Online tool tracks progress of Glasgow LEZ

Interactive site shows how the Scottish city has reduced pollution in some of its busiest bus corridors. 

The first phase of Glasgow’s low emission zone (LEZ) was introduced in 2018. Ahead of the start of the second phase on 1 June, the Scottish Environment Protection Agency (SEPA) has published an online tool so that everyone can see the significant progress made.

Glasgow Green signboard close-up photography

By the end of 2018, 24% of buses operating in the city met the strictest EURO VI emissions standard. As of this year, they all do. In fact, some operators have also gone well beyond this standard with their electric vehicles. 

The results on air quality have been dramatic, as the ‘Glasgow’s Low Emissions Zone’ online tool clearly shows. 

In 2018, there were 1,148 hours in which levels of nitrogen oxide exceeded 100 micrograms per m3. By 2022, that had been cut to just 68 hours. 

The interactive map and charts allow users to dig into the impact on air quality in different parts of the city. 

Dr Andrew Malby from SEPA says, ‘Phase one of Glasgow’s LEZ focused on the city’s buses and, using data collected by Glasgow City Council and bus operators, we’ve been able to show the improvements in air quality as the fleet underwent significant improvements.  

‘While the focus has been along bus corridors, improvements are also now required in all other areas of the city centre. This will be achieved during the next phase of the LEZ when all vehicles are required to meet emission standards.’ 

Glasgow’s LEZ has been developed through partnership between SEPA, Glasgow City Council, Transport Scotland and public transport operators. 

Cllr Angus Millar, City Convener for Transport and Climate, says: ‘Poor air quality presents a serious risk to public health and so the LEZ is an essential measure if Glasgow is to tackle the harmful air pollution that has dogged parts of the city centre for decades.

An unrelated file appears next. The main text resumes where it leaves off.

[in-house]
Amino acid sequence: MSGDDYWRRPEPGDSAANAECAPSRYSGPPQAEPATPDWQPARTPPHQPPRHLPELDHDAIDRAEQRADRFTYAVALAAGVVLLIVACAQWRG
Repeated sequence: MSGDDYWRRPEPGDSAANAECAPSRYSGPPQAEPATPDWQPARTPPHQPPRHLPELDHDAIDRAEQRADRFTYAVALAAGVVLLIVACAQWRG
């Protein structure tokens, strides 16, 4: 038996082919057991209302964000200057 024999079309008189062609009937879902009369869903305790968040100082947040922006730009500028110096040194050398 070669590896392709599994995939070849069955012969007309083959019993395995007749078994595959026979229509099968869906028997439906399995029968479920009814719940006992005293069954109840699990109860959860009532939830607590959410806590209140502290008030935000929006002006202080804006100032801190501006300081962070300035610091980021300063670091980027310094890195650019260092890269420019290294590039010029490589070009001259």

‘Glasgow is the first of Scotland’s four biggest cities to introduce a low emission zone, but we are joining hundreds of cities across Europe where similar initiatives are already making a positive impact. Expansion of Glasgow’s LEZ to cover all vehicle types will further tackle harmful and dirty air in our city centre, ensuring it’s a safer and more pleasant place to live, work and visit. 

‘With the success of the bus phase, it’s clear that expansion to include all types of vehicles will allow us to maximise the LEZ’s air quality benefits.’ 

In the second phase due to begin next month, all petrol-driven vehicles entering the city centre zone must meet Euro IV emissions standards and all diesel-driven vehicles must meet Euro VI. Those that do not will be subject to penalty charges. 

‘While up to 90% of vehicles entering the zone will be unaffected by the LEZ,’ says Cllr Millar, ‘restricting access to the remaining minority of vehicles that pollute the most is vital to protect public health.’

In related news, a self-driving fleet of five buses now serves a 14-mile route in Scotland, seven days a week.

Photo by Phil Reid.


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